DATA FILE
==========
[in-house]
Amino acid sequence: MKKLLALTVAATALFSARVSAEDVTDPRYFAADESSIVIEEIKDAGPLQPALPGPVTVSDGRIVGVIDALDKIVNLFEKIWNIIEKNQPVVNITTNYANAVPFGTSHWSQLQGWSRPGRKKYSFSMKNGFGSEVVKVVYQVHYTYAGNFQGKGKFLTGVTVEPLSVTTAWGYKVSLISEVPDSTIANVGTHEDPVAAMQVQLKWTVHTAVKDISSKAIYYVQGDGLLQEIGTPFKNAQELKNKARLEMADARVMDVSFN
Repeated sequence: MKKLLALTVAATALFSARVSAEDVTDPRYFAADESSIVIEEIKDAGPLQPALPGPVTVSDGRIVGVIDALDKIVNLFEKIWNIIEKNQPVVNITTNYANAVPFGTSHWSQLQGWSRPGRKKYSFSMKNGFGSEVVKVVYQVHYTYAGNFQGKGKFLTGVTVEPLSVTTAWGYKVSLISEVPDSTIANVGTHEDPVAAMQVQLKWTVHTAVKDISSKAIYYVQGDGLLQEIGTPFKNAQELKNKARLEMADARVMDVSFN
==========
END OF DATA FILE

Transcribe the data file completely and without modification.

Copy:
[in-house]
Amino acid sequence: MKKLLALTVAATALFSARVSAEDVTDPRYFAADESSIVIEEIKDAGPLQPALPGPVTVSDGRIVGVIDALDKIVNLFEKIWNIIEKNQPVVNITTNYANAVPFGTSHWSQLQGWSRPGRKKYSFSMKNGFGSEVVKVVYQVHYTYAGNFQGKGKFLTGVTVEPLSVTTAWGYKVSLISEVPDSTIANVGTHEDPVAAMQVQLKWTVHTAVKDISSKAIYYVQGDGLLQEIGTPFKNAQELKNKARLEMADARVMDVSFN
Repeated sequence: MKKLLALTVAATALFSARVSAEDVTDPRYFAADESSIVIEEIKDAGPLQPALPGPVTVSDGRIVGVIDALDKIVNLFEKIWNIIEKNQPVVNITTNYANAVPFGTSHWSQLQGWSRPGRKKYSFSMKNGFGSEVVKVVYQVHYTYAGNFQGKGKFLTGVTVEPLSVTTAWGYKVSLISEVPDSTIANVGTHEDPVAAMQVQLKWTVHTAVKDISSKAIYYVQGDGLLQEIGTPFKNAQELKNKARLEMADARVMDVSFN